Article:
A post-accident examination of the airplane did not reveal any anomalies consistent with a pre-impact failure or malfunction.

Probable cause: The non-instrument-rated pilot’s decision to continue flight into instrument meteorological conditions, which resulted in the pilot’s spatial disorientation and loss of control of the airplane. Contributing to the accident was the pilot’s lack of instrument certification.

NTSB Identification: CEN12FA101

 

This December 2011 accident report is provided by the National Transportation Safety Board. Published as an educational tool, it is intended to help pilots learn from the misfortunes of others.

Tired pilot forgets landing gear

Aircraft: Piper Navajo. Injuries: None. Location: Kaltag, Alaska Aircraft damage: Substantial.

What reportedly happened: The pilot, who was attempting to land in icing conditions, had a hard time seeing the runway. He retracted the landing gear to prevent ice from building up on the gear.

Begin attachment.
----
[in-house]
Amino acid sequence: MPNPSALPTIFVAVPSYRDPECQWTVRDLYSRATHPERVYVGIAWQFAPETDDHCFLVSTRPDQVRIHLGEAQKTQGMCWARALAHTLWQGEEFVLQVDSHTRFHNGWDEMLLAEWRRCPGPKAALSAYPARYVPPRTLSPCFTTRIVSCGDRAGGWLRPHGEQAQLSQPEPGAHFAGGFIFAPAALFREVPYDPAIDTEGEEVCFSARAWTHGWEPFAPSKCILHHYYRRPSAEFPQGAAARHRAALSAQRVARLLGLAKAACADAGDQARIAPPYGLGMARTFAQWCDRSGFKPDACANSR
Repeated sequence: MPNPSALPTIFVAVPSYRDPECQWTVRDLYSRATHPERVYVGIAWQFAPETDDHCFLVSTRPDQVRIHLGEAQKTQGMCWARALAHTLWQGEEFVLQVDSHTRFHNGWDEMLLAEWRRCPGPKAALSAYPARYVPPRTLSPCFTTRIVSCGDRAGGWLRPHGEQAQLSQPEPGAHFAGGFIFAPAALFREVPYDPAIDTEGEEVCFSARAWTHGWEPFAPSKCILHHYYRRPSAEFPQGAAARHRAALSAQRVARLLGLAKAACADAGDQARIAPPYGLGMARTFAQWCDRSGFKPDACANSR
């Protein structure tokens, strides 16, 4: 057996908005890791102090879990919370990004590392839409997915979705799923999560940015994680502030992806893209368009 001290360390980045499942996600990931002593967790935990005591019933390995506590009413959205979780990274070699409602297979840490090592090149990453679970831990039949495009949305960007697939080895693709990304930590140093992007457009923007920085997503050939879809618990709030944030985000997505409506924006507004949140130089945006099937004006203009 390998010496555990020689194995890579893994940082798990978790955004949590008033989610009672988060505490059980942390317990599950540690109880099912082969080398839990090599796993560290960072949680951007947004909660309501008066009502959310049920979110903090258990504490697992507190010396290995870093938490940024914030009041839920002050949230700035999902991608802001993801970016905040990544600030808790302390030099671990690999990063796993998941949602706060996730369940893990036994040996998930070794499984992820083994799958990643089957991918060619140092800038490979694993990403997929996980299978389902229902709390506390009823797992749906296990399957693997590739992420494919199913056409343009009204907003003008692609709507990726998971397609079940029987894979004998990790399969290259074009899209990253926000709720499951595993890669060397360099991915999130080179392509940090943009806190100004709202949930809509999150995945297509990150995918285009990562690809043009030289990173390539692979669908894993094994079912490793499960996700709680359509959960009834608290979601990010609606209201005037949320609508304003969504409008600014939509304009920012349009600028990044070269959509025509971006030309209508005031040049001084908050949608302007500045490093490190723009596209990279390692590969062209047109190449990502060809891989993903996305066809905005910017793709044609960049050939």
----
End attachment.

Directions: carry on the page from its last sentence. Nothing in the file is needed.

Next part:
As he applied power to abort the approach, he suddenly saw the runway and decided to continue the landing. The pilot forgot to re-deploy the landing gear and the airplane landed gear-up and slid into a snow berm.

The pilot said that due to fatigue and other distractions, he failed to re-extend the landing gear.

Probable cause: The pilot landed without lowering the landing gear. Contributing to the accident was the pilot’s self-reported fatigue.

NTSB Identification: ANC12CA012

This December 2011 accident report is provided by the National Transportation Safety Board. Published as an educational tool, it is intended to help pilots learn from the misfortunes of others.